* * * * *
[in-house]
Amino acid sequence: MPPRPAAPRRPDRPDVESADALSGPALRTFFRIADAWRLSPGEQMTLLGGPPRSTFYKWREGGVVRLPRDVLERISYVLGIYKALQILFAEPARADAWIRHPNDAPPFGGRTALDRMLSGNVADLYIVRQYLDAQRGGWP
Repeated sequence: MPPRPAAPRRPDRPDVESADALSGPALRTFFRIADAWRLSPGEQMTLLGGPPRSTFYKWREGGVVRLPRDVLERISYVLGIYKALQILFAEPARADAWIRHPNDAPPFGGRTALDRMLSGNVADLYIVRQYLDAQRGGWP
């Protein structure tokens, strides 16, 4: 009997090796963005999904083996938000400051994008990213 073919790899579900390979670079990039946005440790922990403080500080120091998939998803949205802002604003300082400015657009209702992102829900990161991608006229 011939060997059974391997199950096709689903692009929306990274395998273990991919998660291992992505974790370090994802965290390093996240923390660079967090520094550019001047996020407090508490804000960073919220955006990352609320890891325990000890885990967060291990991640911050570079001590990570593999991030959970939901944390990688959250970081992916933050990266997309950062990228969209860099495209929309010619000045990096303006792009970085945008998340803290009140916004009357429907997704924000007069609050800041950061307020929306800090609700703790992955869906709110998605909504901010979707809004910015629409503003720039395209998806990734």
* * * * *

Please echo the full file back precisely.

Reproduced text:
[in-house]
Amino acid sequence: MPPRPAAPRRPDRPDVESADALSGPALRTFFRIADAWRLSPGEQMTLLGGPPRSTFYKWREGGVVRLPRDVLERISYVLGIYKALQILFAEPARADAWIRHPNDAPPFGGRTALDRMLSGNVADLYIVRQYLDAQRGGWP
Repeated sequence: MPPRPAAPRRPDRPDVESADALSGPALRTFFRIADAWRLSPGEQMTLLGGPPRSTFYKWREGGVVRLPRDVLERISYVLGIYKALQILFAEPARADAWIRHPNDAPPFGGRTALDRMLSGNVADLYIVRQYLDAQRGGWP
């Protein structure tokens, strides 16, 4: 009997090796963005999904083996938000400051994008990213 073919790899579900390979670079990039946005440790922990403080500080120091998939998803949205802002604003300082400015657009209702992102829900990161991608006229 011939060997059974391997199950096709689903692009929306990274395998273990991919998660291992992505974790370090994802965290390093996240923390660079967090520094550019001047996020407090508490804000960073919220955006990352609320890891325990000890885990967060291990991640911050570079001590990570593999991030959970939901944390990688959250970081992916933050990266997309950062990228969209860099495209929309010619000045990096303006792009970085945008998340803290009140916004009357429907997704924000007069609050800041950061307020929306800090609700703790992955869906709110998605909504901010979707809004910015629409503003720039395209998806990734």